On February 14, 2017, a federal judge denied a home builders’ motion for a preliminary injunction to stop a former employee covered by a non-compete agreement from working for a competing builder. Applying Virginia law, Judge Liam O’Grady of the United States District Court for the Eastern District of Virginia, Alexandria Division, ruled that the geographic scope of the non-compete was overbroad and, therefore, the agreement was invalid. NVR, Inc. v. David Nelson, Civil Action No. 1:16-cv-1328.
The case involved Mr. Nelson, a former Ryan Homes Division Manager in Charlotte, North Carolina. Nelson was responsible for sales, homebuilding efforts, and strategic decision-making. Ryan terminated Nelson on August 24, 2016, and he joined another Charlotte-area homebuilder, Simonini, about two months later.
While employed by Ryan, Nelson signed stock option and incentive compensation agreements that precluded him, for a 12 month period, from working for any entity in the “Restricted Area” that “competes with [Ryan] in the residential homebuilding, mortgage financing, or settlement services business where such services are competitive with any of the services you provided to [Ryan] during the 24 months prior to termination.” The “Restricted Area” included regions from which Nelson “received, as part of [his] work duties, Confidential Information regarding such business activity, at any time during the 24 months prior to termination.”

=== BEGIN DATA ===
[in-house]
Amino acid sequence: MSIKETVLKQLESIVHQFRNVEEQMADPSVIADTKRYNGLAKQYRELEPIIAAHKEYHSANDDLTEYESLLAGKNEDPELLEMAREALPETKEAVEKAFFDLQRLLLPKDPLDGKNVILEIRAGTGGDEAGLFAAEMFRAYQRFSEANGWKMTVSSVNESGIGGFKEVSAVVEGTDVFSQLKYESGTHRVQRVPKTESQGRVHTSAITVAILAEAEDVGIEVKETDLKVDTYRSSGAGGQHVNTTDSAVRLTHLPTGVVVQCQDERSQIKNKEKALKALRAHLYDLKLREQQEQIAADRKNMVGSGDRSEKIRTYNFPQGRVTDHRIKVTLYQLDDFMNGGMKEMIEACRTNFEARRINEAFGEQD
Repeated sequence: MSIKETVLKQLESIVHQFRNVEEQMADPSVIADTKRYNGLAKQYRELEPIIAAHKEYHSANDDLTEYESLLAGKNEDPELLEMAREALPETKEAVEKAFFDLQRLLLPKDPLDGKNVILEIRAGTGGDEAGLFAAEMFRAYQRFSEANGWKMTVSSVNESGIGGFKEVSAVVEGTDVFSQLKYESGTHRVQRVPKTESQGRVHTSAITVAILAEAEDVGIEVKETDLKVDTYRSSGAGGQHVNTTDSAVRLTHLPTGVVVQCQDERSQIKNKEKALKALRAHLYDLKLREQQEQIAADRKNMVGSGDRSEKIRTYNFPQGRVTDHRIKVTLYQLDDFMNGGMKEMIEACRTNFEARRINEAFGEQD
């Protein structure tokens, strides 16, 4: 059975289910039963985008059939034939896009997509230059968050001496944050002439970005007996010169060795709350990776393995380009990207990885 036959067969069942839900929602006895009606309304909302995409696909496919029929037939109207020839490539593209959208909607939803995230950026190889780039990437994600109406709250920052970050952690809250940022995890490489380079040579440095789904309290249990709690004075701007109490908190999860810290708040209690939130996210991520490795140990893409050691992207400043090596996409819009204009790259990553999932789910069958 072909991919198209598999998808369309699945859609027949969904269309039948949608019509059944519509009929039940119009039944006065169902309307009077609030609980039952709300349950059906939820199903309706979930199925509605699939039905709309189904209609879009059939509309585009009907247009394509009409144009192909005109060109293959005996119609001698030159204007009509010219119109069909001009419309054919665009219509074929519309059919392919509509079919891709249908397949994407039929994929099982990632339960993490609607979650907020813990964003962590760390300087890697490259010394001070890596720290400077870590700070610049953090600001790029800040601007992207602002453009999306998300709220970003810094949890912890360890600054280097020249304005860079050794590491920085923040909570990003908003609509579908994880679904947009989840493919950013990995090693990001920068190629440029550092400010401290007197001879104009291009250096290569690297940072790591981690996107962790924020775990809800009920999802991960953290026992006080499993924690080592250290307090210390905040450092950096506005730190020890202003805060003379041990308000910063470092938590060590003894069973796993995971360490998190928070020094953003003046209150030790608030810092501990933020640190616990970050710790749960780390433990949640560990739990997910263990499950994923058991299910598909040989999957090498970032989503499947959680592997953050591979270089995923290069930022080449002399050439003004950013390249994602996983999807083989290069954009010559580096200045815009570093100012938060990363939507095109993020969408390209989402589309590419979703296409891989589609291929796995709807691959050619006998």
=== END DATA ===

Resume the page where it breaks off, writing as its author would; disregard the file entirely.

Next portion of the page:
When Nelson went to work for Simonini, Ryan sought a preliminary injunction on the grounds that his employment violated the non-compete agreement. Nelson argued that the motion should be denied because the agreement was overbroad. Although the court found that the one year duration was reasonable and that the functional scope was reasonably limited to residential homebuilding, mortgage financing, and settlement service businesses, it took issue with the geographic scope of the agreement. Specifically, Judge O’Grady ruled that the prohibition on engaging in covered business activities in any region from which Nelson received Confidential Information made it unreasonably broad. Although Ryan argued that, in practice, Nelson only received Confidential Information from the Charlotte region, the Court concluded that the agreement could be read to apply to a much broader area. For example, if a Ryan employee in Chicago sent an email to Nelson that included Confidential Information, then it would appear that Nelson would be prohibited from working in covered business activities in Chicago. Judge O’Grady held that the fact that Nelson could not reasonably determine the areas covered by the non-compete made the agreement indefinite in its geographic scope and, therefore, unenforceable.
The court’s decision in NVR, Inc. v. Nelson highlights the importance of careful, narrow drafting of non-compete agreements. Virginia courts disfavor restrictive covenants, and many judges will readily seize on ambiguities like those in this case to strike down otherwise reasonable agreements.